Back to Blog

As the weather turns cooler, and summer planting season comes to an end, why not bring the garden fun indoors with a fall themed garden craft? You can keep these painted clay pots for yourself and decorate your kitchen and dining room table, or give them as a gift. 

Let yourself get creative, you don’t have to paint exactly what I made…you can design your pot as Halloween-themed, floral-themed, Fall-themed, or something that might appeal to children.

Materials

  • Acrylic paints (I used a brand called “Apple Barrel,” similar to these)

  • Terra cotta pots (I purchased four 6’’ clay pots from Lowes), and the saucers in which they rest

  • Paint brushes, assorted sizes (I used this set from Amazon)

  • Plastic containers (for paint)

  • Sponges (optional)

  • Acrylic paint pen (similar option found on Amazon) (optional)

  • Vinyl gloves (optional)

  • Apron (optional)

  • Paper towels (optional)

  • Plastic drop cloth (optional)

Directions

Begin by choosing paint colors to serve as the base (I chose neutral autumnal colors and decided to paint two of my clay pots white, another clay pot sage green, and the fourth clay pot taupe). Apply a few thick, even layers of paint to your pots and try to paint in the same direction, so there are no streak marks. I also painted the corresponding saucers to match. Let them dry thoroughly in between coats (I let my pots and saucers sit for about an hour, before proceeding with the more intricate designs).

My base colors, prior to the designs.

Next, I began work on my taupe clay pot and saucer. I decided to use my acrylic paint pen to draw abstract designs all over the pot (to mimic fall trees and branches), and I repeated this design on the saucer. The acrylic paint pen took about a half hour to dry.

Then, I used light yellow, light orange, and light red acrylic paint to lightly stipple dots all over the trees and branches, to create an autumnal “Fall Leaf” effect (see below).

As my taupe clay pot was drying, I turned my attention to my sage green clay pot and saucer. For this pot, I decided to go with an abstract floral design. I used the light yellow acrylic paint and delicately painted little dots all over the body of the clay pot as well as the corresponding saucer. These light yellow dots would eventually serve as the center ‘seed’ portion of the flower. I allowed the light yellow dots to dry (which took about a half hour), before I began work on the petals.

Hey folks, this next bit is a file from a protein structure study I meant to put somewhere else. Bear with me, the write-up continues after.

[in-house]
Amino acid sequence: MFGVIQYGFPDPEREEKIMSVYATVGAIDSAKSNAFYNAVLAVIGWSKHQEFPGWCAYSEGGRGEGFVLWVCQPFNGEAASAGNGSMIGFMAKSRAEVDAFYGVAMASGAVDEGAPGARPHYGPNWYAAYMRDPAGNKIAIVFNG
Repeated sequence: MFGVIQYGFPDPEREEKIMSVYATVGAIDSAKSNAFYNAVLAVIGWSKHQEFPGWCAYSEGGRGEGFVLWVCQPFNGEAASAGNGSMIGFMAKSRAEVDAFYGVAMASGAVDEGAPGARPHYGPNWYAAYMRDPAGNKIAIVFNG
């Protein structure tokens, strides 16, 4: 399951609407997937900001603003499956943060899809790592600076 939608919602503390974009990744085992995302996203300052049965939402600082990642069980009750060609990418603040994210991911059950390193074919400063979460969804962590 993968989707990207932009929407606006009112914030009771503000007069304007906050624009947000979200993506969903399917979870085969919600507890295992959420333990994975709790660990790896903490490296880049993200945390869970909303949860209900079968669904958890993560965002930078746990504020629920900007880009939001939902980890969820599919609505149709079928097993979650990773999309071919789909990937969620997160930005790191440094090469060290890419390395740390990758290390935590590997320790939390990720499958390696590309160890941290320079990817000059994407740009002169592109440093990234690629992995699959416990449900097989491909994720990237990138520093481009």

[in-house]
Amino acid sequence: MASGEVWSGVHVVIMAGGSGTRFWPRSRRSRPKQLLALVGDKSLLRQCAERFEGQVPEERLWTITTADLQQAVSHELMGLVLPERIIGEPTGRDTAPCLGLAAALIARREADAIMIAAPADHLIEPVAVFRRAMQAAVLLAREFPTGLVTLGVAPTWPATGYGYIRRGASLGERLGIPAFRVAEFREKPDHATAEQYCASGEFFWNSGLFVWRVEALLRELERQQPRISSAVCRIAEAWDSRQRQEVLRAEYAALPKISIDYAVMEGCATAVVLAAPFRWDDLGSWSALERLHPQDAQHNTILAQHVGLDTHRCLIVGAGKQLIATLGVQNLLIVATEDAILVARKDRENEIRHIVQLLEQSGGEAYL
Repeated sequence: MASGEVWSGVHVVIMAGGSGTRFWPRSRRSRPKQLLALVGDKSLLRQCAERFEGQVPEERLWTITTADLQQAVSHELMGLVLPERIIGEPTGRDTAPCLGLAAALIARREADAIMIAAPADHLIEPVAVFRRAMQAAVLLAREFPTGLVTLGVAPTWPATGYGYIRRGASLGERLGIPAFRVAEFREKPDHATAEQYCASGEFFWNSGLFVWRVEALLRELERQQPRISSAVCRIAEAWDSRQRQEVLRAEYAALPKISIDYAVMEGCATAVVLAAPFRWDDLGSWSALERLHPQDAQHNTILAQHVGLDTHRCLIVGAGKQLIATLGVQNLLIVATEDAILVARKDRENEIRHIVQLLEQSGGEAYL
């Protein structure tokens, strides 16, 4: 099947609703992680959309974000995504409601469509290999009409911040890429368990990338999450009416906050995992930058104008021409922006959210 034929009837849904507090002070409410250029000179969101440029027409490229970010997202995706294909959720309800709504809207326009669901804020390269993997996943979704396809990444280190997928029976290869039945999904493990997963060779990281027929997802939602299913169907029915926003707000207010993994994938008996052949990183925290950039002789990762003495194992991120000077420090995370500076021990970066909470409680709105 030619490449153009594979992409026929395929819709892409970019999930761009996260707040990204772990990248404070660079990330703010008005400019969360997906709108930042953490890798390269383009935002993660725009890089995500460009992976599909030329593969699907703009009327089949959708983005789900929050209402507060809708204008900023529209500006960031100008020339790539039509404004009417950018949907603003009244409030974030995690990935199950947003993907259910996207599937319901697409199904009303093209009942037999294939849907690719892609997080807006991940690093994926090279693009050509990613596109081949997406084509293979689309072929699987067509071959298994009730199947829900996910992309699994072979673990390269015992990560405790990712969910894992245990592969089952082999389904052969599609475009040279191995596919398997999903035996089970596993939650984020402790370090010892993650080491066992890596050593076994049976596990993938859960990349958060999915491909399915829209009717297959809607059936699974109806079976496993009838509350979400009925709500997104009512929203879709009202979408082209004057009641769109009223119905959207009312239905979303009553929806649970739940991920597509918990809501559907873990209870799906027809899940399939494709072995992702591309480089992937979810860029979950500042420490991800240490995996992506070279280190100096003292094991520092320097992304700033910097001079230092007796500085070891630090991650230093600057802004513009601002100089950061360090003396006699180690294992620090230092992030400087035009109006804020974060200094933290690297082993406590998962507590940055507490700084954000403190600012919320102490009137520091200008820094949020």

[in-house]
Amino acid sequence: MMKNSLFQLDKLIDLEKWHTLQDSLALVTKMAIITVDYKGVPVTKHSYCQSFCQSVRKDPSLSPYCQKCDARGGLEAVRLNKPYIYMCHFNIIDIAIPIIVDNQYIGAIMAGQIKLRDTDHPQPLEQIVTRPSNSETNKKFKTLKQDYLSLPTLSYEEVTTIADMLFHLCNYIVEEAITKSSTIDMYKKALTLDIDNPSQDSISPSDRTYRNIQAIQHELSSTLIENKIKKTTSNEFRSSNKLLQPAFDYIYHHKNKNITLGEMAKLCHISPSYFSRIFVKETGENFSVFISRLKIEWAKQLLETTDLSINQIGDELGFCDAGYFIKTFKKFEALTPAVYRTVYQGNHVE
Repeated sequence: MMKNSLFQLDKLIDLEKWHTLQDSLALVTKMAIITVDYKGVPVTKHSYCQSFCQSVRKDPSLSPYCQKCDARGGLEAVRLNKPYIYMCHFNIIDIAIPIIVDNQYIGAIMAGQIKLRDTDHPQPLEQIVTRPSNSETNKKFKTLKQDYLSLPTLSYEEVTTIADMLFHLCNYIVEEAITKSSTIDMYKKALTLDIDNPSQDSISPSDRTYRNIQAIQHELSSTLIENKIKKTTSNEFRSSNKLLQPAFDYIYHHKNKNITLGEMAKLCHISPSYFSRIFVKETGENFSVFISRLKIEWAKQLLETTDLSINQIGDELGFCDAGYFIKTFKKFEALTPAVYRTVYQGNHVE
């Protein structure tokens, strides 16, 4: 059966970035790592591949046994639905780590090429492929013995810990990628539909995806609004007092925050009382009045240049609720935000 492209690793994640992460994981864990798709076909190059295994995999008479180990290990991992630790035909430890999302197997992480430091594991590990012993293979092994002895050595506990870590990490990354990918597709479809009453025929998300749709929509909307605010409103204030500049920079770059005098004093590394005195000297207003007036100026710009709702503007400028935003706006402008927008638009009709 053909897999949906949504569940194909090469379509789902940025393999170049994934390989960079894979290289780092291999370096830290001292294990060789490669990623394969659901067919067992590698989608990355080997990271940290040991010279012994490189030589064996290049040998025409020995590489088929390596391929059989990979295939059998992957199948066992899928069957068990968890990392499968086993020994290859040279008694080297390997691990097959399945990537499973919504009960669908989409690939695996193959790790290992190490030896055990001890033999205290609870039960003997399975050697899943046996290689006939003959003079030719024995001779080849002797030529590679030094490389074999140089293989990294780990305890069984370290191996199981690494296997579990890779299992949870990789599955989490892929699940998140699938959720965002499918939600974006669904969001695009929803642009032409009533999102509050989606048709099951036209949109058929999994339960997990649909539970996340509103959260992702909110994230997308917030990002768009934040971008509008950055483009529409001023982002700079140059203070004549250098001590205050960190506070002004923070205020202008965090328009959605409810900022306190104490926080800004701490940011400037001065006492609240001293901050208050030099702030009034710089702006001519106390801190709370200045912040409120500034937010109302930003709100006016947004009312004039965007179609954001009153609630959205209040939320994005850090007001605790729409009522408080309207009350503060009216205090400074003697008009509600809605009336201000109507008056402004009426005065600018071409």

For the petals, I used the same taupe acrylic color as I had previously used to paint the body of one of my large clay pots (I still had plenty left over in my plastic container). I began on the small corresponding saucer and allowed the design to feel very organic. I wasn’t worried about counting every single petal or making it seem uniform or too ‘perfect.’

The petal design was repeated once again all over the body of the clay pot…some flowers are connected together, because they are closer together, and others are farther away. Again, the entire design feels random, and very natural and organic. 

As my sage green clay pot was drying, I focused on my white clay pot and saucer.  For this pot, I decided to go with an abstract pumpkin design. I used light orange acrylic paint to delicately paint oval dots (the pumpkins) all over the body of the clay pot as well as the corresponding saucer. I allowed the light orange dots to dry (which took about a half hour), before I began work on the pumpkin leaves.

For the pumpkin leaves…I used an acrylic green paint called ‘Holly Branch’ mixed with white acrylic paint, to achieve a slightly lighter green shade. I carefully painted a thin green “V” shape randomly on each pumpkin, to give the illusion that the pumpkins were scattered or ‘tumbling’ across the clay pot and saucer. As with the taupe petals on my sage green clay pot, this pumpkin design felt natural and organic.

Additional ideas for repurposing your (painted) terra cotta clay pots:

You can also check out our CCPL catalog for more information on fall gardening and craft projects such as:

Image credits: Unless otherwise noted and linked, all images were shot during the making of this blog.